Automation May Axe 6.4 lakh Low-Skilled Jobs In IT By 2021

Enterprises are largely adopting automation for higher efficiency in the operations, however, it is feared that the technology might take away 6.4 lakh “low-skilled” jobs in the IT sector by 2021. According to US-based research firm, India’s IT services industry will lose 6.4 lakh “low-skilled” jobs to automation in the next five years.

According to HfS Research, by 2021, IT industry in India and overseas will lose 9 percent headcount, or about 1.4 million jobs. The HfS report states “low-skilled” jobs will fall by 30 percent. However, the report said the “medium-skilled” jobs will increase by 8 percent and high-skilled jobs will rise by 56 percent.

Low-skills are defined as those that follow a set process and are repetitive and do not require much in the way of educational qualifications. Medium skills are those that require some amount of human judgement in the process, dealing with more challenging problems.

“The BPO industry is going to be facing the problem of robotic process automation in the next two years. This is a challenge the industry and the country will face,” Asheesh Mehra, CEO of BPO firm Antworks, told Times of India.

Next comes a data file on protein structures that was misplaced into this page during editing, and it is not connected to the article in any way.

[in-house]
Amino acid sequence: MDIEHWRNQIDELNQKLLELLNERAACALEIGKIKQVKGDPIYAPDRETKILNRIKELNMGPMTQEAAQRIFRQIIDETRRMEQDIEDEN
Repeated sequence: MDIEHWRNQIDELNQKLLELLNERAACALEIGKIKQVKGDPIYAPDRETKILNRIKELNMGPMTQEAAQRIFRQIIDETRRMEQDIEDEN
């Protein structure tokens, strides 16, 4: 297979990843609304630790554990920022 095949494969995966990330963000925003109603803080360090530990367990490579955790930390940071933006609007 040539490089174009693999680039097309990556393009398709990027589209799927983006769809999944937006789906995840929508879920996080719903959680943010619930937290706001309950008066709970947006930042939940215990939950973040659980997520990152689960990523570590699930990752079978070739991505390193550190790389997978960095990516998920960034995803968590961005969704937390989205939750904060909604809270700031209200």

“We’ve already precisely pinpointed that 30 percent of routine, low-value positions are being phased out through automation over the next five years, far outweighing the expected new jobs being created in the medium-high skills areas,” said Phil Fersht, CEO of HfS Research.

The HfS report is based on a survey of 1477 industry stakeholders.

However, NASSCOM differs from the survey findings. The apex body of software companies in the country said the research may not have taken into account all the jobs being created by newer technologies.

“Nobody’s really seen what automation and robotics will really lead to. There will be some impact of automation but overall we believe that technology adoption will actually lead to more job creation across sectors,” Sangeeta Gupta, senior vice president at Nasscom, said adding “focus on talent increasingly has to be on skill and not scale. Jobs will exist in other places also, it’s not fair to say these many jobs will get eliminated.”

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